Like many commodities, aluminum had a tough time in 2015, but the metal has rallied this year due to the appearance of a tighter market.
Falling stocks of aluminum in warehouses together with a decrease in Chinese output, have increased market participant’s sentiment.
Here’s a review of what happened in the last twelve months and what is ahead in 2017 for aluminum.
Aluminum prices have been gaining this year owing to an improved supply-demand dynamics, the Trump win and higher coal prices.
“Optimism is returning because of the potential that exists in the form of fiscal stimulus, infrastructure spending and tax cuts,” said Robert Pavlik, chief market strategist at Boston Private Wealth in New York.
This year, according to Zacks, global aluminum markets are anticipated to record their first deficit year in a decade.
Aluminum started the year off just above $1450 a ton but the increase in demand mostly from China’s steel sector and a tightening supply chain, pushed prices higher.
Last year loss-making Chinese smelters shut millions of tonnes of capacity, but prices surged nearly a fifth from a low in January to a 13-month peak in August, Reuters reported.
“The aluminum market has in fact found its stabilization point this year for the first time in five years,” Rusal Deputy Chief Executive Oleg Mukhamedshin said at the Reuters Russia Investment Summit in Moscow on September.
Rusal expects aluminum prices to stabilize within a $1,600-1,700 per tonne range next year if China does not increase production, global stocks keep falling and demand grows.
Aluminum alloy prices are currently at $1,712 per tonne, over 15 percent gain from the lowest point at the beginning of the year.
Supply and Demand
China continued to have a large production, reaching 32,000 MT of aluminum in 2015, and at the time, planned to reduce output.
However, daily average primary aluminum output hit a record high in September, driven by buoyant output in the Asian country, data from the International Aluminium Institute showed.
“The rally in Shanghai aluminum prices so far this year has improved profitability and is encouraging restarts. There are also ongoing additions to capacity,” said Caroline Bain, senior commodities economist at Capital Economics in London.
Expectations that Chinese smelters could restart production, some of which were idled last year after prices decreased below $1,500 a tonne, their lowest in more than six years, could also affect prices.
“More Chinese smelters will restart and aluminum prices will come under pressure in the fourth quarter or early next year,” CRU analyst Wan Ling said. “We expected about 1.7 million tonnes of capacity would be restarted this year, but so far only 700,000-800,000 has restarted.”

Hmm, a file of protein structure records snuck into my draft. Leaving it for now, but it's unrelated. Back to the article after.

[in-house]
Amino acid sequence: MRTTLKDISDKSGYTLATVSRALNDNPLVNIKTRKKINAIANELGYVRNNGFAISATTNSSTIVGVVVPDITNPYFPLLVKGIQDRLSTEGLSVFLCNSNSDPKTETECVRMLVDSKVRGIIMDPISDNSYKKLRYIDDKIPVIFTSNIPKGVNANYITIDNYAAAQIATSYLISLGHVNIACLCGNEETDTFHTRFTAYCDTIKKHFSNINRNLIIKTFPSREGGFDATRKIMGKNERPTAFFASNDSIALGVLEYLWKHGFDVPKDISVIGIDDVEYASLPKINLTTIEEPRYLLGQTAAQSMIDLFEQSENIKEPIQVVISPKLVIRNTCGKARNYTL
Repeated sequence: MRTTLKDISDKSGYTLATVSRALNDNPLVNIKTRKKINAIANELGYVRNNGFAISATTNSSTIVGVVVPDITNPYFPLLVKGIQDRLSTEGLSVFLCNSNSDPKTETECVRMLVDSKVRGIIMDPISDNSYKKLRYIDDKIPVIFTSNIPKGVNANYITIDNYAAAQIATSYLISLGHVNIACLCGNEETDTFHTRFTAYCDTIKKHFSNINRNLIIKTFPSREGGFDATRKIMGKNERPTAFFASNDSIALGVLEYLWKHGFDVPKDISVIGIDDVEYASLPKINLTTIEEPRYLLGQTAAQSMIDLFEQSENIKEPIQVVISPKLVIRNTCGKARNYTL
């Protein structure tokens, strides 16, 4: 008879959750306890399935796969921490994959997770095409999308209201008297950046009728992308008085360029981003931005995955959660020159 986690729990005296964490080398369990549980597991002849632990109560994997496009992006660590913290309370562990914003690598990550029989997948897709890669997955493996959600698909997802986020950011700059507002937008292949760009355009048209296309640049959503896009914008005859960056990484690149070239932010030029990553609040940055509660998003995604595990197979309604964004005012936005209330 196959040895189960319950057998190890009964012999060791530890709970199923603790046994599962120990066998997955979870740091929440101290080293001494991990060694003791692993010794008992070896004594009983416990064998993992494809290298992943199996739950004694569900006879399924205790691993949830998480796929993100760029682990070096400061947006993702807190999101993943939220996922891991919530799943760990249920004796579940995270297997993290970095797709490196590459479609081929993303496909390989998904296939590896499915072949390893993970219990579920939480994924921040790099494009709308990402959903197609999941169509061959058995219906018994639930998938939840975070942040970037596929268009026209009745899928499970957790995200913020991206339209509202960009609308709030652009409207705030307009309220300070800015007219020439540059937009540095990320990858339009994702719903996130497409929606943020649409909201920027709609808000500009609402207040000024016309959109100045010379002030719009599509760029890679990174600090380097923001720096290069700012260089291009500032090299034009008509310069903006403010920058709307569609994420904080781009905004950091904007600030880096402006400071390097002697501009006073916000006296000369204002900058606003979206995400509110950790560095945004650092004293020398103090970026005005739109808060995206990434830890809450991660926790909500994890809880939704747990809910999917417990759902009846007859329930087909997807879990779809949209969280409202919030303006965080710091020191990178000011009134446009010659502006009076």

In addition, global aluminum production grew to a record high of close to 5 million metric tons in October. The significant amount of stockpiles held in warehouses around the world is one of the main ongoing challenges for the aluminum market.
On the other hand, aluminum demand witnessed growth of 5 percent in 2016. Chinese demand, which accounts for about half of total demand, is likely to be maintained by the building and construction sector as well as the automotive and railway sectors.
European Aluminium sees continuing growth for the continent going forward. Even in the face of overcapacity from China, the Association sees a 1.1 percent growth rate for 2016 and a 1.7 percent rate in 2017.
Gerd Götz, European Aluminium’s director general, said: “Our forecasts for 2016 and 2017 show steady growth in both production and demand across the aluminum value chain in Europe,
“Clearly aluminum is the preferred material for applications with strategic value for a sustainable economy, such as transport, packaging and buildings.”
But it’s expected aluminum will continue to fall behind other metals in 2017 in terms of price growth as a result of oversupply.
“As we expect to see further production increases in the next few months, a record-high quantity of aluminum is likely to be produced on a whole year basis,” states a Commerzbank report.
A report from the Aluminium Association showed that total demand was up more than 37.4 percent since 2009 in North America. Despite this, imports of aluminum and aluminum products increased 9.8 percent over 2014, to their highest level since 2005.
Heidi Brock, President & CEO of the Aluminum Association, said: “We share the concerns of many other aluminum-producing regions about the dramatic spike in metal imports illustrated by the report.
“We believe this import growth is a direct consequence of persistent aluminum overcapacity in China.”
What will happen in the aluminum market in 2017 will depend on China’s production and demand, that could help prices stabilize. In addition, the increasing optimism surrounding the policies that might be implemented by Trump could also allow the metal’s price to continue to surge. Investors need to pay attention to how the steel industry develops next year and whether stocks in warehouse will continue to fall.
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Securities Disclosure: I, Priscila Barrera, hold no direct investment interest in any company mentioned in this article.